10 tips for buying art online
Buying art online can be a thrill, not least because the internet can give you instant access to work by thousands of artists you might not otherwise get to see in a gallery near you. But shopping for art online is very different from buying from a trusted gallery. Here are Private Art Investor’s tips for making sure your purchase goes smoothly.
- Check out the seller. Can they be trusted? If you’re buying from a site such as eBay, check out the seller’s buying and selling history. If you’re buying from an established online specialist art gallery or auctioneer, this is a good sign, but even when buying from the most respectable and well-established online art retailers, there are certain things it is wise to check, which brings us to…
- Ask about the condition of the work. It’s fine – and very wise – to request a condition report. If the seller doesn’t know the condition, they should hire a conservator to take a look at the piece and provide you with a full disclosure of condition.
- While you’re at it, make sure you get any relevant information and evidence on provenance, including any exhibition history, and any publications in which the work is listed, pictured or mentioned.
- Make sure you know exactly what you are buying. Beware of the ‘hand touched giclee’ which is effectively an inkjet print that have been touched up with paint or other embellishments by the artist or, very commonly, by an assistant. It’s easy to mistakenly believe that these are more special and collectable than a regular print, but this may not be the case, especially if the picture you are buying is one of many. If the piece is a limited edition piece, find out how big the edition is and whether any other editions were made.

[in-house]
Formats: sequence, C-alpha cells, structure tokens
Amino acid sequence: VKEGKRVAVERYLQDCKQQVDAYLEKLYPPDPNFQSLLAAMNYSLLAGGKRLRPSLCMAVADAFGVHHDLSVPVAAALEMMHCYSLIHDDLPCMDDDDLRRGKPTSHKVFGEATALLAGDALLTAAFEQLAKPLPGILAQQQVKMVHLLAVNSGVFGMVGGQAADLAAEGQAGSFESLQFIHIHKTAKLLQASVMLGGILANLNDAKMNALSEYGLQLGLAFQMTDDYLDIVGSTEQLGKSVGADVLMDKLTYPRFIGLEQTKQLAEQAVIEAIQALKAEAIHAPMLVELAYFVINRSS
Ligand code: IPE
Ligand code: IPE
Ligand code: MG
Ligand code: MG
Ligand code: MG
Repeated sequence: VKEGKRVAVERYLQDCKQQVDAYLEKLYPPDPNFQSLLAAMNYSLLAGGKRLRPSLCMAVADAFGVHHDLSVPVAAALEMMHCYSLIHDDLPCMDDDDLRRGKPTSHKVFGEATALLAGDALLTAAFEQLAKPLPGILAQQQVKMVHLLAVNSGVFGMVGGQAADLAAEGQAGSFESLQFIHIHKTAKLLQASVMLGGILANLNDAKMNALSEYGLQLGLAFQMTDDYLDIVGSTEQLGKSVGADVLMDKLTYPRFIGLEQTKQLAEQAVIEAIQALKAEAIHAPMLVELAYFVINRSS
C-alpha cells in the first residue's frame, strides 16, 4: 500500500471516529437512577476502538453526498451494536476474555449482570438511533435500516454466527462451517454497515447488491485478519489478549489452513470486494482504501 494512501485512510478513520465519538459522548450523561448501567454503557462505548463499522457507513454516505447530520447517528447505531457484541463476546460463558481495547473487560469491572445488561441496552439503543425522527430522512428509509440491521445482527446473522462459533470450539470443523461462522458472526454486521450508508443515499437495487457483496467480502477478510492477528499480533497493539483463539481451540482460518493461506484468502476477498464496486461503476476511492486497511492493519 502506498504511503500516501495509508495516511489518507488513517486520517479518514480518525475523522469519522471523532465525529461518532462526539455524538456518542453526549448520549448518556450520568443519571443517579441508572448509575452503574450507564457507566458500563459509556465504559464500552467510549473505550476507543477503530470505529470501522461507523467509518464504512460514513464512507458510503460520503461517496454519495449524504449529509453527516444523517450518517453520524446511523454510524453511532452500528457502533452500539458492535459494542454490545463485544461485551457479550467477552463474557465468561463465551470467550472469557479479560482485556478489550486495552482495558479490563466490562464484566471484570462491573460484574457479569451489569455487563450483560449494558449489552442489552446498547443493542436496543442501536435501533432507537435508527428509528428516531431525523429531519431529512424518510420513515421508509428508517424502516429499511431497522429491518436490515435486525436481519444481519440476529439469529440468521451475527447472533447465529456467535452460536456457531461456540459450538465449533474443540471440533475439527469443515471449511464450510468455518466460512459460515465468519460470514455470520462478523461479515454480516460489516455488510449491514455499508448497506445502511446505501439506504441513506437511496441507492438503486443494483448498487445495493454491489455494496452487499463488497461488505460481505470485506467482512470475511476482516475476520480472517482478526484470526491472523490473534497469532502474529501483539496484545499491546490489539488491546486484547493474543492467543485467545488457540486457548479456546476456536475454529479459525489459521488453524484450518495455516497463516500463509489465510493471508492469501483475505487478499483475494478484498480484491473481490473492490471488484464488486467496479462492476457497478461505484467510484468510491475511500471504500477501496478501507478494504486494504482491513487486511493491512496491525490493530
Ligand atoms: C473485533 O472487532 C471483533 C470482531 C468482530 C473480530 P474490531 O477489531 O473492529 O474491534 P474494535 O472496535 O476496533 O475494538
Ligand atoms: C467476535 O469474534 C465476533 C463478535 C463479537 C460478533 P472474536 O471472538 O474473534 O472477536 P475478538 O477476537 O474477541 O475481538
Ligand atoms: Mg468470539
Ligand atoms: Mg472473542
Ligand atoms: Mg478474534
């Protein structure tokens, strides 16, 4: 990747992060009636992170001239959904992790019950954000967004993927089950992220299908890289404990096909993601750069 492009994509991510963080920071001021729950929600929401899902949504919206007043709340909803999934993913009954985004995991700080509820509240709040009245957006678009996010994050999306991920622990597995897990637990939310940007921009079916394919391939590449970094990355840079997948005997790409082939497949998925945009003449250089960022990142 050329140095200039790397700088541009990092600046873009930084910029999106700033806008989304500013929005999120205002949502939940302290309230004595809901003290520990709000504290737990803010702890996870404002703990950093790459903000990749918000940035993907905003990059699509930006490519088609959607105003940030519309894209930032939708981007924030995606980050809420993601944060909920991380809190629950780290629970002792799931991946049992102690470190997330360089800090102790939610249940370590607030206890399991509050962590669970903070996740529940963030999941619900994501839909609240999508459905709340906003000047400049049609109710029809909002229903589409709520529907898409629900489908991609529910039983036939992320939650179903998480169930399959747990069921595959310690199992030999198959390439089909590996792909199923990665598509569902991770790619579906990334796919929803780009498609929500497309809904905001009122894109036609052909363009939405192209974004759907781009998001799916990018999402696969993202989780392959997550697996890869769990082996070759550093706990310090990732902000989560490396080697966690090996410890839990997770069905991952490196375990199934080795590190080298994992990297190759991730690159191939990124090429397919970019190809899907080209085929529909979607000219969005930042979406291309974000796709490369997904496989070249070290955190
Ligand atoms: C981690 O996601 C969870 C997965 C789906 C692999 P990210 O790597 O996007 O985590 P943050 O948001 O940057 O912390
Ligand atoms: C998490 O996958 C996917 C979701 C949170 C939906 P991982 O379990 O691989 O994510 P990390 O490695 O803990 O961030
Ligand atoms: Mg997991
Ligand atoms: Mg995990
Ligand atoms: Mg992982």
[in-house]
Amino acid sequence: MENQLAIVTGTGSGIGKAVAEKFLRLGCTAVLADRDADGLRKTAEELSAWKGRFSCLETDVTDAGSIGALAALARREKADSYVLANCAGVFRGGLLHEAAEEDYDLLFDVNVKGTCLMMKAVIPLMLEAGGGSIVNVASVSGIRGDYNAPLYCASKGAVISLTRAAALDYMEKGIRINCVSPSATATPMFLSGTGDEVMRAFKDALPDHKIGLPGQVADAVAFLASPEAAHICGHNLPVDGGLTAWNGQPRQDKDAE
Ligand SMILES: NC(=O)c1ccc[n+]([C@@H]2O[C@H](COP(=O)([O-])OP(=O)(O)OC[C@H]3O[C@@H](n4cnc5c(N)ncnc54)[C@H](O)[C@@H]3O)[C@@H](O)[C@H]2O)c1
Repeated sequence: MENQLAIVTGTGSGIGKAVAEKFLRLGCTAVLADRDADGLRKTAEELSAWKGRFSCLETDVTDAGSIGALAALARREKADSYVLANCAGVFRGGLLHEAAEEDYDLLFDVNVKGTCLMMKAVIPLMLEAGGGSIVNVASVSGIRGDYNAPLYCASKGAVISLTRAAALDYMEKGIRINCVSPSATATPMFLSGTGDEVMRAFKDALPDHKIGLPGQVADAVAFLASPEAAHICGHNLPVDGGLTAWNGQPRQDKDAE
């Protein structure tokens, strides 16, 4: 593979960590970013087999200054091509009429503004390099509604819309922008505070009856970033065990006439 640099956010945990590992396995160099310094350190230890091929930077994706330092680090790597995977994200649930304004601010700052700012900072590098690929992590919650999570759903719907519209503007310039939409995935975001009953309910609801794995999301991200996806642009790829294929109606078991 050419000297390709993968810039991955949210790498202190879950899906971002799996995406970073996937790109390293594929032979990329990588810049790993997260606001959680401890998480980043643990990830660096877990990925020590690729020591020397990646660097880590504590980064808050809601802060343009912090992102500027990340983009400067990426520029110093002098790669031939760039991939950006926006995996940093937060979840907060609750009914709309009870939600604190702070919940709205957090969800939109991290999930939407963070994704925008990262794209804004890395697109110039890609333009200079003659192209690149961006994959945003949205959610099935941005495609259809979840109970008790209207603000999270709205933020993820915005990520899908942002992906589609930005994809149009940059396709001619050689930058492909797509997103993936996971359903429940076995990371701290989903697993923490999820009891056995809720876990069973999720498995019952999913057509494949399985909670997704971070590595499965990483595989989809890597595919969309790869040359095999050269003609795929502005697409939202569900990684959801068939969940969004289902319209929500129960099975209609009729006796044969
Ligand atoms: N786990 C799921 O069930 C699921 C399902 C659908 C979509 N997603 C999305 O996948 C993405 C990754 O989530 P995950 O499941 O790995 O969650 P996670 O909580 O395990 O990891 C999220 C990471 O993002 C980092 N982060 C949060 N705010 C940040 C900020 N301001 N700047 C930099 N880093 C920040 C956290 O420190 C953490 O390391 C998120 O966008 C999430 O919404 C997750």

- If you’re trying to buy a work in an online auction, know when to walk away. Set yourself a limit and never allow yourself to bid more than you are comfortable paying in the heat of the moment.
- Research the artist. Most online retailers will include a short bio on the site, but check out where else they are selling and what kind of prices they seem to be fetching.
- If possible, check the auction history of the artist. If you’re serious about collecting, investigate sits such as artnet, where you can subscribe to a prices database in order to keep track of the prices achieved by the artists that interest you. But…
- When investigating the prices achieved by a particular artist, be wary of sudden hikes in price. This may be the result of a dealer or auction house artificially inflating the price, for example by getting employees to covertly bid on a piece, and it may tell you little about what the artist’s work will be worth in the future.
- Remember, it can be difficult to get a complete idea by looking at a computer screen of what a picture will look like in real life. If the website allows you to enlarge the image or try it out in a ‘virtual room’ then do so, but to be really sure you’re not about to make an irreversible mistake, check out whether they have a returns policy.
- As always, buy what you love. The art world is fickle and unpredictable, so don’t buy solely for perceived investment value, because you may find that in a few years that same piece is worth very little. If you love looking at it, that’s less likely to matter.